Sam’s writing has appeared in The New York Times Magazine, Smithsonian, Air & Space, The New York Times, The Washington Post, Slate, Mental Floss, The American Scholar, and New Scientist, among others. He previously worked at The Chronicle of Higher Education, The Chronicle of Philanthropy, Search Magazine, and is a columnist for 3 Quarks Daily. He has won numerous fellowships as well, including the Middlebury Environmental Journalism Fellowship, a Mass Media fellowship through the American Association for the Advancement of Science, and a Robert Bosch Stiftung Fellowship to cover science in Europe.
Sam Kean has won several awards, including runner-up in the Evert Clark/Seth Payne Award in 2009, which is bestowed by the National Association of Science Writers to the best national science writer under the age of 30. He won the DC Science Writers Newsbrief Award in 2010. His work has also been featured on NPR multiple times, including “All Things Considered” and “On Point.”
Sam graduated with honors from the University of Minnesota with degrees in Physics and English.
Sam Kean is available for speeches, seminars and extended residencies exclusively through the MasterMedia Speakers Bureau.
ABOUT THE DISAPPEARING SPOON
The Periodic Table is one of man's crowning scientific achievements. But it's also a treasure trove of stories of passion, adventure, betrayal, and obsession. The infectious tales and astounding details in THE DISAPPEARING SPOON follow carbon, neon, silicon, and gold as they play out their parts in human history, finance, mythology, war, the arts, poison, and the lives of the (frequently) mad scientists who discovered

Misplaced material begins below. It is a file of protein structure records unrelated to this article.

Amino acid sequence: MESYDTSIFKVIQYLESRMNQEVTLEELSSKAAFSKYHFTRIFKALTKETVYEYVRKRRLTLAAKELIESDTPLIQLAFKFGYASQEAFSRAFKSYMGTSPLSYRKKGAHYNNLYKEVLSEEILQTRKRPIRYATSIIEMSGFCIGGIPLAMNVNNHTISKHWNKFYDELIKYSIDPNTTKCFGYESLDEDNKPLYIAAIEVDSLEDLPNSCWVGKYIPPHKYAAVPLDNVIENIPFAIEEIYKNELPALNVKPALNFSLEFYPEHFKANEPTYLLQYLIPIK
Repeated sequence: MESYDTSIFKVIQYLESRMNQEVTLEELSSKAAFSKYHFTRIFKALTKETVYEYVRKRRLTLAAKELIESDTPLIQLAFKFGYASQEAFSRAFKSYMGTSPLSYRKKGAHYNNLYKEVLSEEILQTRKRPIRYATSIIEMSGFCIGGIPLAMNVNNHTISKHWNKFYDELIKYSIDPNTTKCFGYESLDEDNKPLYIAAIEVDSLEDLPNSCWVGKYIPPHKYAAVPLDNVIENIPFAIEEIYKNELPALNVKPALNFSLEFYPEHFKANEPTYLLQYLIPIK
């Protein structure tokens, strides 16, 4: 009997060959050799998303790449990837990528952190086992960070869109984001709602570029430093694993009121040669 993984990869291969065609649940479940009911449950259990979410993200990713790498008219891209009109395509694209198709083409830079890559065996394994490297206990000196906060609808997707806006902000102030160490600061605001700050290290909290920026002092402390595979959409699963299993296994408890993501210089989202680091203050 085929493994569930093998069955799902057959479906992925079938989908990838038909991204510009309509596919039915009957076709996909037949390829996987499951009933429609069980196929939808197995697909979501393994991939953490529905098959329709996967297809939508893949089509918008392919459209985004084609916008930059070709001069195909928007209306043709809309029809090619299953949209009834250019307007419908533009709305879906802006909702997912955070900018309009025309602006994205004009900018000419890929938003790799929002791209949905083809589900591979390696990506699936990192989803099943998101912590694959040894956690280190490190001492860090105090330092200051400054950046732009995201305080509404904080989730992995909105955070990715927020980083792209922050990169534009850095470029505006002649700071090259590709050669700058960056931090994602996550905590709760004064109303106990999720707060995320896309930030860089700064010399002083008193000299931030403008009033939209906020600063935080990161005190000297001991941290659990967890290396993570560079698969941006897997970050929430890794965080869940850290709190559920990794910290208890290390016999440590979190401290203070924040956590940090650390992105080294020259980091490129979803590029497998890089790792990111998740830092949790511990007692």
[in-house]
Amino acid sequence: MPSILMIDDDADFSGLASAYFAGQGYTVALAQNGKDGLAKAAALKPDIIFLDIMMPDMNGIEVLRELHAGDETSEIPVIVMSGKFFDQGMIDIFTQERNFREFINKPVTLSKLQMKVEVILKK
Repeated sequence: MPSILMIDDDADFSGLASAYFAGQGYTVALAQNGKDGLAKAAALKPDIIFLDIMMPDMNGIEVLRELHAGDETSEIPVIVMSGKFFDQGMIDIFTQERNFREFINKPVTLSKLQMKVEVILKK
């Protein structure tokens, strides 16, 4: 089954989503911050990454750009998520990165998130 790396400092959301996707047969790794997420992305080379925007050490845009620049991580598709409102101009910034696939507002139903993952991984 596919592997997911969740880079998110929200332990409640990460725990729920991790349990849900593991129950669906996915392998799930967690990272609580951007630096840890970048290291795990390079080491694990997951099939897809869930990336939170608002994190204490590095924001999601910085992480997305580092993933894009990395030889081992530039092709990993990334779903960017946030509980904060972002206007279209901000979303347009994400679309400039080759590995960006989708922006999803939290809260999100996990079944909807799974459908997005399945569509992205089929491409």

We learn that Marie Curie used to provoke jealousy in colleagues' wives when she'd invite them into closets to see her glow-in-the-dark experiments. And that Lewis and Clark swallowed mercury capsules across the country and their campsites are still detectable by the poison in the ground. Why did Gandhi hate iodine? Why did the Japanese kill Godzilla with missiles made of cadmium? And why did tellurium lead to
the most bizarre gold rush in history?
From the Big Bang to the end of time, it's all in THE DISAPPEARING SPOON.
BOOK REVIEWS OF THE DISAPPEARING SPOON
“Sam Kean...is brimming with puckish wit, and his love for the elements is downright infectious. Kean's book is so rambunctious and so much fun, you'll find yourself wanting to grab someone just to share tidbits. But the alchemy of this book is the way Kean makes you see and experience and appreciate the world differently, with a real sense of wonder and a joy of discovery, that is downright elemental. Kean's writing sparks like small shocks…he gives science a whiz-bang verve so that every page becomes one you cannot wait to turn just to see what he's going reveal next.”
Caroline Leavitt, The Boston Globe
“This is nonfiction to make you sound smart over gin and tonics: the human history behind the periodic table.”
Mary Pols, Time
“A nonstop parade of lively science stories… ebullient.”
Janet Maslin, The New York Times
“The best science writers...bring an enthusiasm for the material that infects those of us who wouldn't usually give a flying proton. Sam Kean...unpacks the periodic table's bag of tricks with such aplomb and fascination that material normally as heavy as lead transmutes into gold. With the anecdotal flourishes of Oliver Sacks and the populist